Ex-exec sues Koch
Man says he was held captive for concerns about tax-dodge plan
By David E. Rovella BLOOMBERG NEWS
NEW YORK — William Koch allegedly held a senior executive of his Oxbow energy company captive after discovering his concerns with a plan to evade U.S. taxes on $200 million in profit, the official said in a lawsuit.
Former Oxbow Senior Vice President Kirby Martensen alleged that an internal company probe revealed his misgivings about a plan by Oxbow Carbon & Minerals to evade taxes. As a result, Martensen said, he was falsely imprisoned for almost two days by Koch’s agents and interrogated at a remote Colorado ranch as part of an effort to intimidate him. He also was fired, he said.
- Koch, who Forbes estimates is worth close to $4 billion, is the brother of conservative tea party funders David Koch and Charles Koch. Martensen, promoted last year to senior vice president of Oxbow, said he was lured to the billionaire’s Bear Ranch near Aspen in March on false pretenses and questioned about anonymous allegations of wrongdoing against him tied to a kickback scheme and a related investigation by the firm.
- “Based on this surreptitious review of plaintiff’s emails and voice communications, Koch learned that Martensen and others expressed concern of the legality of what they were doing on behalf of Oxbow and their distrust of upper management,” according to the complaint, filed Thursday in San Francisco federal court. “As a result, William Koch promoted and implemented a plan to intimidate and discredit plaintiff for the purpose of chilling his speech and damaging his credibility.”
Koch, 72, who made his fortune partly by developing underground coal deposits in Somerset, Colo., maintains a working cattle operation at Bear Ranch, southwest of Aspen. Oxbow, a West Palm Beach, Fla.-based petroleum coke export broker, and two affiliates have combined annual sales of more than $4 billion and more than 1,100 employees worldwide, the company said.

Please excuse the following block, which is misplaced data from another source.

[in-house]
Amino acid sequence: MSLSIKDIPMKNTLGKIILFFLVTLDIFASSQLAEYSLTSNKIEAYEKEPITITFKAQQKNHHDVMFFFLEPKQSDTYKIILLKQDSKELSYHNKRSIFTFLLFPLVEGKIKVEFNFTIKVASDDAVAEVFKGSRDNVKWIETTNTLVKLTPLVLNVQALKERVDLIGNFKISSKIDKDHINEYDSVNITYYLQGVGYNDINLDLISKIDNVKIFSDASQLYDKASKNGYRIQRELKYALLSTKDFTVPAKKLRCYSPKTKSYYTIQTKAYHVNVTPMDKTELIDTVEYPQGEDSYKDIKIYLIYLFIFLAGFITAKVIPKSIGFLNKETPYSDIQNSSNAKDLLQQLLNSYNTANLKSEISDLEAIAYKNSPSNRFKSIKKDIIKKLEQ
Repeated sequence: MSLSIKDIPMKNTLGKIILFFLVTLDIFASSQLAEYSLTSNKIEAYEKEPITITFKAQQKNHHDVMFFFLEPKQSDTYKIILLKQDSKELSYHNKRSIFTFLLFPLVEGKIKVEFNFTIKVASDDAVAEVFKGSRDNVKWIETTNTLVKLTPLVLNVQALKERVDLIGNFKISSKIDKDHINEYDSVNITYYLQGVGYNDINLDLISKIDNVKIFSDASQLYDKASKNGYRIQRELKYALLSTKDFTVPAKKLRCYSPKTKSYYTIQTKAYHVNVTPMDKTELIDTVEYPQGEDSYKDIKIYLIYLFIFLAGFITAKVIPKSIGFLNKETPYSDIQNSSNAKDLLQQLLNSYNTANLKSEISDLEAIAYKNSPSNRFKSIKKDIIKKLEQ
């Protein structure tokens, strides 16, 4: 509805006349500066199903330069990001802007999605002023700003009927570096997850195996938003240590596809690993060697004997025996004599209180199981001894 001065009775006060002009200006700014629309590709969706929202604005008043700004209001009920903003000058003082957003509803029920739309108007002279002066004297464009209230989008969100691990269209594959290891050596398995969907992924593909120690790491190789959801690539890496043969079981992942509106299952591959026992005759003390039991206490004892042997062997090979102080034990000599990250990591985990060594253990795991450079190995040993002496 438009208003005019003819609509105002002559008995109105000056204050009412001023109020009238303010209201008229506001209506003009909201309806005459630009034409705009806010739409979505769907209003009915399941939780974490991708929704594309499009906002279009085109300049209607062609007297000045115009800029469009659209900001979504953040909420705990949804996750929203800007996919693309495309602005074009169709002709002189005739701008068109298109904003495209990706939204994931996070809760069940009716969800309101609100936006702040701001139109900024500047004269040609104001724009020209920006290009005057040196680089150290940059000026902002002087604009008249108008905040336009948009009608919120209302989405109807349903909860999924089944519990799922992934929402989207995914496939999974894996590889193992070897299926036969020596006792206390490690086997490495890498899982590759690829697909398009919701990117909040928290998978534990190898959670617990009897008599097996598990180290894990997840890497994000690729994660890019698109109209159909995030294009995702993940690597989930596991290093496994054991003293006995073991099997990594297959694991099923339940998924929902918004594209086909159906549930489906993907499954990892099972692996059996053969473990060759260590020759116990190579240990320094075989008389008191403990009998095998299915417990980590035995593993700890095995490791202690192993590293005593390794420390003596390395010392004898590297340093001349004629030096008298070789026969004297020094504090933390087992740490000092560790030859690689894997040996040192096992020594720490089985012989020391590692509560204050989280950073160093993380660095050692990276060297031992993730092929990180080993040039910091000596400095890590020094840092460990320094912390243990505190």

In a statement on its website, the firm says that Martensen’s lawsuit was filed in response to litigation in Florida state court related to an alleged $40 million fraud at the company.
The company denies the allegations in Martensen’s lawsuit.
“Martensen states in a lawsuit that we investigated him for participating in a wide-ranging scheme to defraud, accepting bribes and diverting business from our company,” the online statement says. “He is right. We absolutely investigated Martensen.”
John Scott, Martensen’s lawyer, declined to comment on Oxbow’s allegations.
(Poor Martensen. . . . guess nobody warned him that when you lie down . . . . you know - – the flea thing. This is very sad news for the country, . . . . does anybody know how many sons that ole man spawned? Egads, how many of these can the country handle?
We’ll try to put in a good word for you Kirby, hang in there! (you may have a couple of million friends out here)
Like so many other super-wealthy folks – - millionaires, billionaires and the like, they are just seeking some relief from that huge tax burden. It’s like it must be encoded in the genes. Waste not, want not or something like that. Oh, the lengths to which they will go. It just makes sense, doesn’t it? (Except to roughly 99% of the country, but what do we know? Jan)